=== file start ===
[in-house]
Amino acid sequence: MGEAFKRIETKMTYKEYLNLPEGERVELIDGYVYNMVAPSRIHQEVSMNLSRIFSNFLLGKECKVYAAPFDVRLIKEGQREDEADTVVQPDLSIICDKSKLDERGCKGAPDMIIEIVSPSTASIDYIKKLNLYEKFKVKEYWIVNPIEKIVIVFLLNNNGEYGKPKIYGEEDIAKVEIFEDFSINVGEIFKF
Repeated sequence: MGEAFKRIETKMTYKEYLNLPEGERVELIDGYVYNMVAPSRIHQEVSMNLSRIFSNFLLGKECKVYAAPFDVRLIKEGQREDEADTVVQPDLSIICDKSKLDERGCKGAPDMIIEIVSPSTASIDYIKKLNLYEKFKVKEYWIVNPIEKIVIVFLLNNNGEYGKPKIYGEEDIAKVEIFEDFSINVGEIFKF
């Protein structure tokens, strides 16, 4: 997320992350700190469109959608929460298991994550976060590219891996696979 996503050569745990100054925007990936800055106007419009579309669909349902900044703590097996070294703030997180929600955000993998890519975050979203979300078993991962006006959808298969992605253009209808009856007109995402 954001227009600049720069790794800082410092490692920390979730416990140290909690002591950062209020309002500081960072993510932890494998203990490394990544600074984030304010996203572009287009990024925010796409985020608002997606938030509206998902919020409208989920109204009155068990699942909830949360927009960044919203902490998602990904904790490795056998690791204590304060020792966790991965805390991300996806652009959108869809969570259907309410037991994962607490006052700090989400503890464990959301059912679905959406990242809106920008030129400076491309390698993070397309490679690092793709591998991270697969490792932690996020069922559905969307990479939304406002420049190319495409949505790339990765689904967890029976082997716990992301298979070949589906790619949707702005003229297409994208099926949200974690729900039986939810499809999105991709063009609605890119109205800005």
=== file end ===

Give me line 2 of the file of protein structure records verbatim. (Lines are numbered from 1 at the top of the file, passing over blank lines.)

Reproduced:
Amino acid sequence: MGEAFKRIETKMTYKEYLNLPEGERVELIDGYVYNMVAPSRIHQEVSMNLSRIFSNFLLGKECKVYAAPFDVRLIKEGQREDEADTVVQPDLSIICDKSKLDERGCKGAPDMIIEIVSPSTASIDYIKKLNLYEKFKVKEYWIVNPIEKIVIVFLLNNNGEYGKPKIYGEEDIAKVEIFEDFSINVGEIFKF